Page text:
By Chris Coons / The Washington Post
It is a common, bipartisan practice for members of Congress to advocate in countries around the world for one of the United States’ most important values: free and fair elections. As a member of the Senate Foreign Relations Committee, I have written dozens of letters with colleagues of both parties to warn foreign leaders, heads of election commissions and ambassadors that their upcoming votes displayed concerning, telltale signs of a faulty election: election interference, voter suppression, lack of adequate preparation and more.
I am deeply concerned, however, that the alarm bells indicating risk to the soundness of an approaching election are ringing right here in our country.
The United States is cruising toward a repeat of the election process of 2000, when it took more than a month to determine whether George W. Bush or Al Gore would ultimately become president. This year, however, things could be worse.
It is not only the results of the 2020 presidential election that could be uncertain for weeks or even months; control of the Senate could be contested for just as long. If that uncertainty lasts until January or beyond, that could be destabilizing for our democracy.
For example: Who would carry out the responsibilities of the Senate majority leader to call floor votes on legislation and nominations? Who would chair committees responsible for calling hearings and holding votes? Would incumbents refuse to concede and continue to cast votes while their challengers stand on the sidelines? What would happen if there were a Supreme Court vacancy amid the uncertainty?
This isn’t a one-in-a-million risk. This is entirely plausible.
Republicans hold 53 Senate seats, six of which are rated as toss-ups by the Cook Political Report. Most experts and pollsters say that control of the chamber is likely to be decided by a handful of close races, which means sustained uncertainty about the results in just one state could create this perfect storm.
It is now well understood that states across the country do not have adequate resources to conduct an election during the novel coronavirus pandemic, largely because Congress and the states have provided only a small portion of the funds necessary to secure protective equipment for poll workers; clean and sanitize polling places; and pay for ballot printing, postage, drop boxes, high-speed scanners and staffing to process a record number of mail-in ballots.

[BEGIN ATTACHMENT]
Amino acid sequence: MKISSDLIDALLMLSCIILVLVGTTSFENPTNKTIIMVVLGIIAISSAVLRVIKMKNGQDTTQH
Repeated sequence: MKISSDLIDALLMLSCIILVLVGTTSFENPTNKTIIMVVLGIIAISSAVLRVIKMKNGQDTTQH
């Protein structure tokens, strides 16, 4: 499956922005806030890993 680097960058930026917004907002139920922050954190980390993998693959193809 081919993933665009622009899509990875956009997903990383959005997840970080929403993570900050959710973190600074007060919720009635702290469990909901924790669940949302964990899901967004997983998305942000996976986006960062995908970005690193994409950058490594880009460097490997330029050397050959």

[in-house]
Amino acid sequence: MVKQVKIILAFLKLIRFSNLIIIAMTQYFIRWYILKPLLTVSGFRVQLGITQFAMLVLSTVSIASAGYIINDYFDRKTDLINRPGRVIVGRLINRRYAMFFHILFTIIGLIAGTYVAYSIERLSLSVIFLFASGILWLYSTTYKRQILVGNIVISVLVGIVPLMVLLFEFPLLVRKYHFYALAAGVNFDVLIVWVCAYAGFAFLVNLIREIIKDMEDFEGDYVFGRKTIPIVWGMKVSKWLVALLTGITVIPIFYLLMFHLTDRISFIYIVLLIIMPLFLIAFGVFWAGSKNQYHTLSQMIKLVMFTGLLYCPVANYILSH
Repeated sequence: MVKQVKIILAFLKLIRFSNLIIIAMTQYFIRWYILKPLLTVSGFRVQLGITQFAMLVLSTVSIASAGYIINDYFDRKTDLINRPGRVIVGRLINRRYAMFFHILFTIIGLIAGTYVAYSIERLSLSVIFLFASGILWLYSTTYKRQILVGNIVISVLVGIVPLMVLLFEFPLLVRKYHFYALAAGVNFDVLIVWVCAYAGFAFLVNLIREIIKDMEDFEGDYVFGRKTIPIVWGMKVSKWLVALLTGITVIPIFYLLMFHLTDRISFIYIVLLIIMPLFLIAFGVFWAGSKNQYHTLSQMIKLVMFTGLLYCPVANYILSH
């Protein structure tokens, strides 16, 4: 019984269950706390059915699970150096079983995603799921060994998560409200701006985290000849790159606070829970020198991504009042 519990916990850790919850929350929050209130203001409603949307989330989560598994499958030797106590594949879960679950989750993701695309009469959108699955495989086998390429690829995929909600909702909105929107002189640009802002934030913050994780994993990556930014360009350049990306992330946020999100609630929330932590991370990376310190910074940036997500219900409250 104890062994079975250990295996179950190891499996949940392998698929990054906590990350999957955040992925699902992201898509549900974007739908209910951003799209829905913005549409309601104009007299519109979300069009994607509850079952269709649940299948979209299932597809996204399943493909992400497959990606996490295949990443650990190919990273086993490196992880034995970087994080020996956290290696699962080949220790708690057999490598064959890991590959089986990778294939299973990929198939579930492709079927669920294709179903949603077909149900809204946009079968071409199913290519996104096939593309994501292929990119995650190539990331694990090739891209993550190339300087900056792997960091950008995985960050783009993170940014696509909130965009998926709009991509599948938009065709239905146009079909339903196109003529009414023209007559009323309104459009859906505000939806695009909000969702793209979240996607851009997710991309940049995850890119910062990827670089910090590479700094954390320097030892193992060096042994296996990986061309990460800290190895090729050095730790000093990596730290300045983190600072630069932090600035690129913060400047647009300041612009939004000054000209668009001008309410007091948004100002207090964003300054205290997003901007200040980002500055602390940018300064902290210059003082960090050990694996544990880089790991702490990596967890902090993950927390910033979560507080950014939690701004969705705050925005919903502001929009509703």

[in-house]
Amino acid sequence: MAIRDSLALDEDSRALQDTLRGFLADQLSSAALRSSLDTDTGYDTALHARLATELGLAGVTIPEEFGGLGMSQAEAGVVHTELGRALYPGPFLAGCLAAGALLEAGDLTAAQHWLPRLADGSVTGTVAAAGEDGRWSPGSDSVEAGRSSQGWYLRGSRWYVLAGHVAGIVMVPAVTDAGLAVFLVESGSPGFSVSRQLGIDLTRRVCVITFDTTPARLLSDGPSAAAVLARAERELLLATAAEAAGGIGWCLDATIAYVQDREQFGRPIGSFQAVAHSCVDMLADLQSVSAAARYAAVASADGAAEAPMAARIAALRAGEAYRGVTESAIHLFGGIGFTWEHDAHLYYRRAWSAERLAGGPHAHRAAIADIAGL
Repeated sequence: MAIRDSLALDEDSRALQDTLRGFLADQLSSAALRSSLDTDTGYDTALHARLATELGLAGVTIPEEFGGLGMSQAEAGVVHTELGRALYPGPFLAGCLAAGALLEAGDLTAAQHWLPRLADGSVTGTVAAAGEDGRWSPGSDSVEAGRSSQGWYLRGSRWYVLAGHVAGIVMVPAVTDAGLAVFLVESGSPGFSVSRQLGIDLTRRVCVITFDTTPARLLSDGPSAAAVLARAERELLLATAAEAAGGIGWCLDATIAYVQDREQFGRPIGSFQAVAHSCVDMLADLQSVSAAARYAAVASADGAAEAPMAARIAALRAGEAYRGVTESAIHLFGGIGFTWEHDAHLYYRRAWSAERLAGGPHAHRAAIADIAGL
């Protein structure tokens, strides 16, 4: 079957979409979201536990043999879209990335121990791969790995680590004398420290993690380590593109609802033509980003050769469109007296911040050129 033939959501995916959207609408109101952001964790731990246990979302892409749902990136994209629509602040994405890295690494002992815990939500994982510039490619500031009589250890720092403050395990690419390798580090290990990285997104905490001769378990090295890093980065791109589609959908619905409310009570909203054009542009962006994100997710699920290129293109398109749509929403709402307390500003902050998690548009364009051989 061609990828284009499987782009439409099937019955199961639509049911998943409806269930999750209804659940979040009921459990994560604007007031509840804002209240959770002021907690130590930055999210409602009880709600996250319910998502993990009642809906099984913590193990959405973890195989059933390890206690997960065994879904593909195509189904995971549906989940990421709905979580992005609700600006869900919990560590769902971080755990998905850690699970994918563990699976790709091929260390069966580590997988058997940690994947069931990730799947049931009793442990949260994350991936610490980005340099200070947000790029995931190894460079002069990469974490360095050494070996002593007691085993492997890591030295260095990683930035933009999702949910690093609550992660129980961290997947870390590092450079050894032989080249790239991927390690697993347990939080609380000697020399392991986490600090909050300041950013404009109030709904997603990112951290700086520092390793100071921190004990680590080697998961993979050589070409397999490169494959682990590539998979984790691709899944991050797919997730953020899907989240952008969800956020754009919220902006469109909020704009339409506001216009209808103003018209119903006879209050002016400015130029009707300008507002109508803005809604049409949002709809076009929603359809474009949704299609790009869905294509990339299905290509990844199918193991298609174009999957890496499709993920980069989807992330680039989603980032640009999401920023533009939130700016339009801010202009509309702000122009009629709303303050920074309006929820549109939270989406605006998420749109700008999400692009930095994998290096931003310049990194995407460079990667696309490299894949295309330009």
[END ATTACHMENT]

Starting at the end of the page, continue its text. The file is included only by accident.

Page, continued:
Primary elections in Wisconsin and Georgia — two states that will be competitive this fall — have already given a preview of the chaos likely again in November if action isn’t taken: hours-long lines for voting, delayed release of results and widespread allegations of a flawed election.
Without more federal support and direction, only a patchwork of states and localities will allow all voters to vote by mail, and many of those will struggle to handle that immense task and produce verifiable results without significant delays or other issues. Underfunding could mean that polling places are overcrowded, requested absentee ballots do not reach voters in time, ballot processing is significantly delayed and the wait for verifiable results is even longer.
There’s more. Since U.S. election systems were attacked by foreign adversaries three years ago, we haven’t done enough to shore up our cyberdefenses, and some states have had to dip into whatever funds they have for cybersecurity just to buy protective equipment for poll workers. Meanwhile, President Trump’s own FBI director and more than one director of national intelligence have warned that foreign actors – namely, Russia – will intensify their cyber-based attacks on our democracy this year.
On top of all that, Trump is sowing doubt about the legitimacy of the election results.
Senate Republicans simply can’t continue to ignore all these warning signs. The legitimacy of our own chamber is at risk.
Time is running out for us to invest in badly needed security improvements to U.S. voting systems. Congress invested $400 million in emergency funding for elections in a pandemic aid package in March, but election analysts estimate that an additional $3.6 billion is needed to prepare for the fall. The House included this funding more than two months ago as part of the Heroes Act. I’m working alongside Sen. Amy Klobuchar, D-Minn., and others to move this funding forward.
Political leaders from both parties need to make repeated, public commitments to guarding our elections against interference; foreign and domestic.
Members of Congress have the political and moral standing to call on other countries to respect their citizens’ voting rights not because of U.S. military and economic strength but because of our nation’s global reputation for free and fair democracy.
That reputation is at risk. Americans need to look in the mirror and remember that, when our democracy suffers, it affects more than just American citizens; it hurts the standing of democracy and freedom everywhere.
The world is watching. We should act now and ensure that in our 2020 elections, our country practices what we preach.
Sen. Chris Coons, D-Delaware, is a member of the Senate Judiciary Committee and Senate Foreign Relations Committee.